The action pic is a surprise smash, topping the box office with a $41.6 million debut

By Lori Reese
June 25, 2001 at 04:00 AM EDT

The car racing thriller ”The Fast and the Furious” zoomed past the competition this weekend, scoring an estimated $41.6 million for a first place box office finish. Industry watchers had expected strong returns from the high speed action flick, but the movie’s runaway debut was a shock even to the film’s distributor, Universal, which had estimated the $38 million budgeted feature would open with about $20 million.

Gitesh Pandya, editor of box, credits the car chase film’s success partly to the youth oriented appeal of its sexy ensemble cast, including Vin Diesel (”Pitch Black”), Paul Walker (”The Skulls”), Michelle Rodriguez (”Girlfight”), and Jordana Brewster (”The Faculty”). ”The stars aren’t huge expensive A list stars, but some will be big in years to come,” he tells ”Diesel’s power is really rising, ‘Girl Fight’ gave Rodriquez indie cred.” All in all, he adds, ”Fast” is a movie that ”knows what it is — an action thriller for the young set.” And the youth crowd is all it takes for a hit: Studio polls show that 75 percent of the movie’s audience was under 25.

The remaining top five films were left in the dust. The Eddie Murphy sequel ”Dr. Dolittle 2” opened at No. 2 with $26.7 — that’s $2.3 million less than the debut for the 1998 original. ”Lara Croft: Tomb Raider” lost a hefty 55 percent of its opening weekend audience, sliding two spots to No. 3 with $20.2 million. Walt Disney’s ”Atlantis: The Lost Empire” finished at No. 4 with $13.2 million, while the animated ”Shrek” (No. 5) added another $11 million to its $215.8 million 40 day take. This might be the last time we see the Ogre among the top five. The Steven Spielberg directed sci fi film ”A.I.” — starring Haley Joel Osment — is sure to entice a wide audience when it debuts next weekend. If the film’s marketers have dispelled notions that the highly secretive project is about steak sauce, that is.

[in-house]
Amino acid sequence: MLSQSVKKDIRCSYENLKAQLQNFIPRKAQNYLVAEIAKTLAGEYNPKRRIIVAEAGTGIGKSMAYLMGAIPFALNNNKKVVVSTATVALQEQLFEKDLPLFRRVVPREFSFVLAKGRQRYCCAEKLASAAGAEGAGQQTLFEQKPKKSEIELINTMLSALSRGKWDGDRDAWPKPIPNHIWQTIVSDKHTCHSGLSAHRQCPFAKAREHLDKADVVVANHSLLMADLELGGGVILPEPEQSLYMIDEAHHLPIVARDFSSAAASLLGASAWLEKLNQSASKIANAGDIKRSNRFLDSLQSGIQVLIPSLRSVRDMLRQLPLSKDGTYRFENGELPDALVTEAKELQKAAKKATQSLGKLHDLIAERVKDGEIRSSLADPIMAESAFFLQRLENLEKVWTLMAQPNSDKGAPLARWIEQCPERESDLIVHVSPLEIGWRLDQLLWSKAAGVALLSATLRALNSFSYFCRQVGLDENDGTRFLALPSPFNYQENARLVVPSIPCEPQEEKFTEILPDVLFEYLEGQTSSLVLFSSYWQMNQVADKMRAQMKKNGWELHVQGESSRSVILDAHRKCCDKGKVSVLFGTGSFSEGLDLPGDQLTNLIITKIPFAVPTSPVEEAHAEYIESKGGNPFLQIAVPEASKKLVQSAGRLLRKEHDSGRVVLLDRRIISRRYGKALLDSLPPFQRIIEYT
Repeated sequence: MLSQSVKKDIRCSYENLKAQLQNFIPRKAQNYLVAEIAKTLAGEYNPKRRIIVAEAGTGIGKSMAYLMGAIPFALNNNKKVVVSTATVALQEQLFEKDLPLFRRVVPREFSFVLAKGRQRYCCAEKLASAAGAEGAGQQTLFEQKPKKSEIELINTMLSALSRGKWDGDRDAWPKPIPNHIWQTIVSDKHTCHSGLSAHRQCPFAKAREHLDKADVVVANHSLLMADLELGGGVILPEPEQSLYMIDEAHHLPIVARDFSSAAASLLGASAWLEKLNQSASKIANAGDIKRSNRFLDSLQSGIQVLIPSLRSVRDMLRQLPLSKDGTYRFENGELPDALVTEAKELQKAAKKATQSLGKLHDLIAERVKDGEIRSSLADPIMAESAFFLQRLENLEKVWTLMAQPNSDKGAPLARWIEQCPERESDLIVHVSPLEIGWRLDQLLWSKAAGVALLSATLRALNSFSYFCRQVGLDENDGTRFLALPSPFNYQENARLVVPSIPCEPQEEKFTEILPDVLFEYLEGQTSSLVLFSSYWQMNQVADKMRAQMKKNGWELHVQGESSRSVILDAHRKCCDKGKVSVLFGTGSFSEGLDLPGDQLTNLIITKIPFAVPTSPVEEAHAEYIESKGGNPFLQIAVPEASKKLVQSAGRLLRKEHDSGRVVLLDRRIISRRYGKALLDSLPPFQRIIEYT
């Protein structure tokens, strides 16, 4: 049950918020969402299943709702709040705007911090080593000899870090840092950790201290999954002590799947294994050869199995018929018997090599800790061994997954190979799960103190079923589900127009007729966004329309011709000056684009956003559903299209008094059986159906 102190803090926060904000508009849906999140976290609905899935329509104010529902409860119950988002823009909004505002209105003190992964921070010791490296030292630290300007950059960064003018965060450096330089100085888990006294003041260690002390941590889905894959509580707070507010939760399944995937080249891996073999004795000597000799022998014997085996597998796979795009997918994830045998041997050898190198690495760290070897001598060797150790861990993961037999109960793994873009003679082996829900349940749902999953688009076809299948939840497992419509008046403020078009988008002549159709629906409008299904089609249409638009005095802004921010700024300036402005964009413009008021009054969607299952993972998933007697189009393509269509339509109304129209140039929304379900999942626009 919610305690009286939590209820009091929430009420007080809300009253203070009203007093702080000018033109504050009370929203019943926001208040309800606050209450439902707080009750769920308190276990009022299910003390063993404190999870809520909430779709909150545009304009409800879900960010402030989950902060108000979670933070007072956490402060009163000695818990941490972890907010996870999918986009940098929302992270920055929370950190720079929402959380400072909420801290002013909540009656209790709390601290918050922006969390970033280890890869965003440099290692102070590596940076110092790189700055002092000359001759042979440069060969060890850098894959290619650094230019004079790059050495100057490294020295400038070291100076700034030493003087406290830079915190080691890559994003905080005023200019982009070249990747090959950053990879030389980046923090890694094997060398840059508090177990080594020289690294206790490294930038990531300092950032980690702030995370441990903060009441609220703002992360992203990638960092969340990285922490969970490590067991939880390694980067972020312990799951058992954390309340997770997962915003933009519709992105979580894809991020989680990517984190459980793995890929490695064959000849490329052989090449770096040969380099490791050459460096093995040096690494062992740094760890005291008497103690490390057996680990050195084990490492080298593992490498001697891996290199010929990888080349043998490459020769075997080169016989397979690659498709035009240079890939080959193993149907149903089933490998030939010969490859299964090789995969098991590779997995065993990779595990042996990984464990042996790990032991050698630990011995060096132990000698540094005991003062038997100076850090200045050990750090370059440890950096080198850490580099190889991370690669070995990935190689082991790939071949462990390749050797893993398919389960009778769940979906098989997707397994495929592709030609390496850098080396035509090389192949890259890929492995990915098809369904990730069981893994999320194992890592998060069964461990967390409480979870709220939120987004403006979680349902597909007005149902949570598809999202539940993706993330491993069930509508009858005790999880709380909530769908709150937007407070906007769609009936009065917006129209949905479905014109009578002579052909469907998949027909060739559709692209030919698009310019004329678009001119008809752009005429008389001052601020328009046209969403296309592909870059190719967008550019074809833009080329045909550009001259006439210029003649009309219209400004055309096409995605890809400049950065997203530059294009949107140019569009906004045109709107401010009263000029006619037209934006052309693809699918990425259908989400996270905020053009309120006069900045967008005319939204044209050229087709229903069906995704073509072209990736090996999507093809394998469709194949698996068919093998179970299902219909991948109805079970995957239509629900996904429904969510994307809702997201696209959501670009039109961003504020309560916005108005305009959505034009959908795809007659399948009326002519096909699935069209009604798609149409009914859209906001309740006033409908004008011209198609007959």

CRITICAL MASS The blockbuster appeal of ”The Fast and the Furious”’ is no surprise to’s readers. Voters overall scored the speed happy flick a healthy B+, far higher than the critics’ average of C. Universal’s savvy ad campaign can be credited for getting voters to see the film: More than half said they saw ”Fast” because of its breakneck trailers. But word of mouth is likely to keep the movie doing victory laps for weeks to come: Nearly 70 percent said the film was far better than they had expected and 83 percent said that they will definitely recommend the movie to friends.

Word of mouth may also explain how ”Fast” lured action hungry crowds away from its more heavily hyped competitor ”Tomb Raider.” According to’s readers, the Angelina Jolie video game adaptation has not lived up to hopes. Voters gave the film an average grade of B- — right on par with the critics’ — and more than a third say the film was far worse than expected. While a healthy 42 percent said the would recommend the movie to friends, nearly the same number indicated that they were unlikely to return to theaters to witness Lara Croft’s exploits again. Maybe in the sequel they should consider giving her a cooler car.

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